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Photo by Giulia McGauran.

Tall, slender, topped by a shock of platinum, Bec Sandridge stands out in a bar of long-faded ‘80s glamour on the fringes of Sydney’s CBD, where the muscle boys stroll by talking loudly against the high hum of the afternoon traffic.

Not that fading into the background is ever a serious option for her. Take a look at her 2016 single You’re A Fucking Joke with its in-your-face bass and strut matched by the filmclip’s stark red-and-white setting and hyper-realised male models. Or this year’s Eyes Wide with its galloping rhythm and jittery synths leading you to a chorus which is almost ideal sugared pop.

What I love about Sandridge is everything she does is fearlessly in bold: colours, sounds, adventure. And frankness. About everything.

“Music is the one area in my life where I don’t want to be sensible,” she says. “I think it’s an interesting thing for a woman to be seen as too much, especially from my perspective. I’m six foot tall, I can’t help but take up space. I’m not a trained guitarist, things are going to jut out here and there. That’s it.”

Consider these lines from her song Stranger, which will appear on her debut album, Try + Save Me, next month. “I cannot leave my bed today/I’ve got a thousand things confused/I’ve had the nervous shakes all week I’ve had too much to choose from/I thought that I was so I strong I feel it stick/And I feel so small.”

Or the fact that what may become her signature tune about highly inappropriate parental matchmaking, I’ll Never Want A BF is done with an amused eye now (“You give my number to any old man/And hope that I turn a blind eye, but why... “) but hints at the rugged terrain of coming out to her very Christian parents as a teenager.

“When I came to my mum, she did not take it well, and I moved out of home,” Sandridge says casually, though these days “my mother loves my girlfriend”.

Why does she want to talk about these aspects of her life, her sexuality, her family, her body dysmorphia?

“I think because for so long I was able to compartmentalise my life and my family,” Sandridge says. “Growing up in the church, all my friends were Christian and I felt like I had to have almost a split identity. Now this is who I am and what I need is to be a more holistic version of myself in the public space.”

In the public space though the next question has to be, is she comfortable saying “no, this is as far as I go, as much as I reveal” to an audience and a media which will always want more?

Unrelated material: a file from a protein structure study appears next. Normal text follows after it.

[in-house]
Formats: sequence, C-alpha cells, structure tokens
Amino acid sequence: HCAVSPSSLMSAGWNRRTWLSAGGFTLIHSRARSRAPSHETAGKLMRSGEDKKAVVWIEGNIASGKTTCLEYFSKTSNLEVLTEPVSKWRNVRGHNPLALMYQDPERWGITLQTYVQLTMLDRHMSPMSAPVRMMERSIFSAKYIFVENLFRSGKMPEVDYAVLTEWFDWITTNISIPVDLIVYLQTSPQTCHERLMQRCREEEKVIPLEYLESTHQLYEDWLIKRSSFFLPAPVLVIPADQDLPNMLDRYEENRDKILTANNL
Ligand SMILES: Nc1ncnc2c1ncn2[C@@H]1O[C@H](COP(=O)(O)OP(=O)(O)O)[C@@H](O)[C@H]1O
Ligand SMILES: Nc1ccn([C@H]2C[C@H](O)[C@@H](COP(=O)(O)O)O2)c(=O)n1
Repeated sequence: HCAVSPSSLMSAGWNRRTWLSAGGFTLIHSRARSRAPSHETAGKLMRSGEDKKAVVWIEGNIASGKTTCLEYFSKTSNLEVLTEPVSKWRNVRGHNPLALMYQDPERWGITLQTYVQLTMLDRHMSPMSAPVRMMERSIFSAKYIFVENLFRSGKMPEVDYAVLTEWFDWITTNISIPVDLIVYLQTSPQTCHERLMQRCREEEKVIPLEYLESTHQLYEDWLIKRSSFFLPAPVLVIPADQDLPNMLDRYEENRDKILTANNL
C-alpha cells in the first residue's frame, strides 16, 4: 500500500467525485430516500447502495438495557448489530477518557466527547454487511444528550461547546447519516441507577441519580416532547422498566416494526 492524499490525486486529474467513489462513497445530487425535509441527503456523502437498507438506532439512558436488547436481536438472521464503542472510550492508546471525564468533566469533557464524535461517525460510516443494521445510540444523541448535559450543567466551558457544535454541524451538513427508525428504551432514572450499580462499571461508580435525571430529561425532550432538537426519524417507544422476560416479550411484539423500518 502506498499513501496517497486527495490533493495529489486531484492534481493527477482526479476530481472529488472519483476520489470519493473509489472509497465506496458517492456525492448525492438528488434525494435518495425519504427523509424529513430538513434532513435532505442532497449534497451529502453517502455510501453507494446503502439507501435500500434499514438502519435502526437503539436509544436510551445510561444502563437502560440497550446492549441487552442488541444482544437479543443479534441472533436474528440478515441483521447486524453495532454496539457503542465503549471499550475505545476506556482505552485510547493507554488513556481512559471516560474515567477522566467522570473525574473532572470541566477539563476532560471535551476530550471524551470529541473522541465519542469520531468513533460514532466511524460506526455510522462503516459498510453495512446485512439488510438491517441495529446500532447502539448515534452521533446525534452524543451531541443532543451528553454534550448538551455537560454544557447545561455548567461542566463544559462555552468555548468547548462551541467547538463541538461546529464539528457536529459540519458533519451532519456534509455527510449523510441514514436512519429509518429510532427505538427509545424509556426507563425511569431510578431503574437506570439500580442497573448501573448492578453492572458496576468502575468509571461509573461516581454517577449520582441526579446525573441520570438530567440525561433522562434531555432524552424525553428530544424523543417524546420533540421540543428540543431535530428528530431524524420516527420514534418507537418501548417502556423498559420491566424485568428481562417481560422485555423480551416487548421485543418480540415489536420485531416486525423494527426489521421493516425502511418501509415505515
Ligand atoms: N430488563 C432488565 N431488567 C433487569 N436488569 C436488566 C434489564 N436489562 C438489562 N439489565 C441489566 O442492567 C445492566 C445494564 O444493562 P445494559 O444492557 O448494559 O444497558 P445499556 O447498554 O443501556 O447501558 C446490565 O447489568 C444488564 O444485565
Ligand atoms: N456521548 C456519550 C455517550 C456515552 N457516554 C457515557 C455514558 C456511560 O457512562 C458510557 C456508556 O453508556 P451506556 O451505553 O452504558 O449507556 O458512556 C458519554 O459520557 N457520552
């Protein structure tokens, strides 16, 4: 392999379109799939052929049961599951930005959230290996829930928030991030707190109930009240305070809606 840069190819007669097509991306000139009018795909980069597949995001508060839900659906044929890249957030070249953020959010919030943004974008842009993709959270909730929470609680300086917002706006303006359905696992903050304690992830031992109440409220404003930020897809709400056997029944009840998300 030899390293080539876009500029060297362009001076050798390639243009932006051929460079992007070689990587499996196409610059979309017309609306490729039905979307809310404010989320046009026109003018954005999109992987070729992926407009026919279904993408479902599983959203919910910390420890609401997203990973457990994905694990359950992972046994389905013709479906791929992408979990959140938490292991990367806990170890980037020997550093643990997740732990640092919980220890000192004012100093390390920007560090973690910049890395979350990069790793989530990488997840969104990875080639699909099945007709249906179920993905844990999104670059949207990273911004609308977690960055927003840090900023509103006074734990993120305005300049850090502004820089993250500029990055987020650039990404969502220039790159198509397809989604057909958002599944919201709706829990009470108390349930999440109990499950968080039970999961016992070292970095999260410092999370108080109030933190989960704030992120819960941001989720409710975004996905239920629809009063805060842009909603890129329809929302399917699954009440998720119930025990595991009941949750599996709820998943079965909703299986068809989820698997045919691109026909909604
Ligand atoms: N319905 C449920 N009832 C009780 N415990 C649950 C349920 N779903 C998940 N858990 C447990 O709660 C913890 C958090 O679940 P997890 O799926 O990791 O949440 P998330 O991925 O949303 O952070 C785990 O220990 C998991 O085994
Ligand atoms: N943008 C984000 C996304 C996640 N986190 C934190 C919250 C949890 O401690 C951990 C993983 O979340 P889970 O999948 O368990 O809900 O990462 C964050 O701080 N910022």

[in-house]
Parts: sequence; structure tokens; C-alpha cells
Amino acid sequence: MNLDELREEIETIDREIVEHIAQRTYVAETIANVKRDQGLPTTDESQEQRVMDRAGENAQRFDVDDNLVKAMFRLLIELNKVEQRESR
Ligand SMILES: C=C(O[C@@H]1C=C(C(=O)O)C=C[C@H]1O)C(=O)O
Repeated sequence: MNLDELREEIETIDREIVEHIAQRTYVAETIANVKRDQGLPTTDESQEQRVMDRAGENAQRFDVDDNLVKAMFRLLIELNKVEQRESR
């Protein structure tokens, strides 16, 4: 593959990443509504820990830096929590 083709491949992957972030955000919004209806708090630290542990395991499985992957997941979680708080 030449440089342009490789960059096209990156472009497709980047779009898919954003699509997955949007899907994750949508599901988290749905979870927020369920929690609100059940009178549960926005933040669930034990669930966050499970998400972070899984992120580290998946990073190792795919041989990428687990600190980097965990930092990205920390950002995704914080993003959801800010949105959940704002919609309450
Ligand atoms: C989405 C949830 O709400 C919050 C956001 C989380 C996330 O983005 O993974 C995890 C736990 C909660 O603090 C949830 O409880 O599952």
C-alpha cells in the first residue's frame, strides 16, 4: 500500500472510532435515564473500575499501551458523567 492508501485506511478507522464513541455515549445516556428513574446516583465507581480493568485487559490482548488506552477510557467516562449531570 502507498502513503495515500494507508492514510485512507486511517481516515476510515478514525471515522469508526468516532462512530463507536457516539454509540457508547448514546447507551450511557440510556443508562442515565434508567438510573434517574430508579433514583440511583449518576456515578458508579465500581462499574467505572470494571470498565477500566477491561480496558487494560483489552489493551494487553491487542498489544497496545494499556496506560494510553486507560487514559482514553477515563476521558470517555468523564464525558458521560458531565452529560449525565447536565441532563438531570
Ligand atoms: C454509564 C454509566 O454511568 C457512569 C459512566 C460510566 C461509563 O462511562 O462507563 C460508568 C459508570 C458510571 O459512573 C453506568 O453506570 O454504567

“I’ve been digging into the whole [academic and lifestyle change advocate] Brene Brown ‘living vulnerably/wholly’ podcast every morning and I think it’s a fine line between knowing how to protect yourself and look after yourself but living with a transparent skin,” she says. “But I feel more at ease living transparently than compartmentalising and disassociating from myself.”

Compartmentalising became a part of life fairly early, in serious and not so serious ways. Her individualistic guitar technique can partly be put down to learning a folkish style taught by “the guy across the road” who was a Blink 182 fan.

Not surprisingly then, the first song she learnt was What’s My Name Again? on an acoustic guitar (blue, beloved and carried everywhere, from bedroom to bathroom to dinner table), fingerpicking its best known riff. It’s a party trick that may never grow old and came in handy whenever she had to do covers gigs near her home on the coast south of Sydney.

While an album title like Try + Save Me may sound like an outward facing plea, Sandridge argues the songs are less about teaching other people about her and more about learning about herself. Her needs, the lessons she needs to grasp, questions such as whether it’s a good thing or not to want sex with the ex.

“I did a lot of therapy, still doing a lot of therapy, learning about my attachment style and being comfortable asserting what I need, and knowing what I need,” she says. “And when I think about that relationship I sing about, I was very anxious-avoiding. That’s not necessarily a bad thing, just a matter of being aware of it.”

Some lessons were learnt: her ex is once again her partner.

“With this record I think when I listen to it, top to tail, I can see myself switching from the child to the adult, from ‘me, me, me, my needs aren’t being met I’m running away’ and then realising it’s okay to observe what’s going on and to be uncomfortable,” Sandridge says.

“I think it’s an interesting place to sit and feel okay with because that’s when you’re feeling something instead of being frozen.”

Try + Save Me is out October 4.

Bec Sandridge plays:

The Foundry, Brisbane, October 4

The Northern, Byron Bay, October 5

Hobart Brewing Company, October 12

Cats @ Rocket Bar, Adelaide, October 18

Howler, Melbourne, October 19

Lansdowne, Sydney, October 25

UC Hub, Canberra, October 26

UniBar, Wollongong, November 8

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